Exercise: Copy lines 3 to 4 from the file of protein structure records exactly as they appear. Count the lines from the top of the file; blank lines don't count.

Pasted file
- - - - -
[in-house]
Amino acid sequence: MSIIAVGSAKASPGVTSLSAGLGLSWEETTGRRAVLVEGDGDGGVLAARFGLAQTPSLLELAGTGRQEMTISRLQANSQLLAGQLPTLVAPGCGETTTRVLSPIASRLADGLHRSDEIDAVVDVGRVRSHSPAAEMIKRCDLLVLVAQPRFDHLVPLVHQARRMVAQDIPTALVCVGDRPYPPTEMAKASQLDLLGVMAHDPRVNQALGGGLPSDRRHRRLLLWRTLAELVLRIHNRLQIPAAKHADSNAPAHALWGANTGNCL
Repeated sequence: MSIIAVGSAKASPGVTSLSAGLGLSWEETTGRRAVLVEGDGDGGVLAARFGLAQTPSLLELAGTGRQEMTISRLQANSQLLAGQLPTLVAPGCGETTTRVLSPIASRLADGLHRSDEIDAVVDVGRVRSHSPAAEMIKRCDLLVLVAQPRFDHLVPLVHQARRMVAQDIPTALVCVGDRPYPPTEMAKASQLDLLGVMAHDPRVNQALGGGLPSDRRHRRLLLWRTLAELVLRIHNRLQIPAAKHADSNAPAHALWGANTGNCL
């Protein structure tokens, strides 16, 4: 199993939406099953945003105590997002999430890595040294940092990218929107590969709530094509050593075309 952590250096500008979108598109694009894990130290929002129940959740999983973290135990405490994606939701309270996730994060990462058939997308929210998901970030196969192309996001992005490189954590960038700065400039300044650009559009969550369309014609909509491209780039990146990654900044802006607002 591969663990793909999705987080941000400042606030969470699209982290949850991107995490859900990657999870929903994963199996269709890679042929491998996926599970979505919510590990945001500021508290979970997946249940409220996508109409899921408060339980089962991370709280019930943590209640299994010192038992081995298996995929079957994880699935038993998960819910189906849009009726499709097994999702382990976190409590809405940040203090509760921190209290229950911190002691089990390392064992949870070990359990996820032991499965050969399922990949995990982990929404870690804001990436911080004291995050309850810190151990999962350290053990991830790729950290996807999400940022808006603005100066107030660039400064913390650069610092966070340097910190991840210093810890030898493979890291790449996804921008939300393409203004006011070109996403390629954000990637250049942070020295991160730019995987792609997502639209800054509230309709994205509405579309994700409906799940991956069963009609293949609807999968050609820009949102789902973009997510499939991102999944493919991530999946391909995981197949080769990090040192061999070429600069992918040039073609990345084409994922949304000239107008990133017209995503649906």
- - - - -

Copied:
Repeated sequence: MSIIAVGSAKASPGVTSLSAGLGLSWEETTGRRAVLVEGDGDGGVLAARFGLAQTPSLLELAGTGRQEMTISRLQANSQLLAGQLPTLVAPGCGETTTRVLSPIASRLADGLHRSDEIDAVVDVGRVRSHSPAAEMIKRCDLLVLVAQPRFDHLVPLVHQARRMVAQDIPTALVCVGDRPYPPTEMAKASQLDLLGVMAHDPRVNQALGGGLPSDRRHRRLLLWRTLAELVLRIHNRLQIPAAKHADSNAPAHALWGANTGNCL
């Protein structure tokens, strides 16, 4: 199993939406099953945003105590997002999430890595040294940092990218929107590969709530094509050593075309 952590250096500008979108598109694009894990130290929002129940959740999983973290135990405490994606939701309270996730994060990462058939997308929210998901970030196969192309996001992005490189954590960038700065400039300044650009559009969550369309014609909509491209780039990146990654900044802006607002 591969663990793909999705987080941000400042606030969470699209982290949850991107995490859900990657999870929903994963199996269709890679042929491998996926599970979505919510590990945001500021508290979970997946249940409220996508109409899921408060339980089962991370709280019930943590209640299994010192038992081995298996995929079957994880699935038993998960819910189906849009009726499709097994999702382990976190409590809405940040203090509760921190209290229950911190002691089990390392064992949870070990359990996820032991499965050969399922990949995990982990929404870690804001990436911080004291995050309850810190151990999962350290053990991830790729950290996807999400940022808006603005100066107030660039400064913390650069610092966070340097910190991840210093810890030898493979890291790449996804921008939300393409203004006011070109996403390629954000990637250049942070020295991160730019995987792609997502639209800054509230309709994205509405579309994700409906799940991956069963009609293949609807999968050609820009949102789902973009997510499939991102999944493919991530999946391909995981197949080769990090040192061999070429600069992918040039073609990345084409994922949304000239107008990133017209995503649906």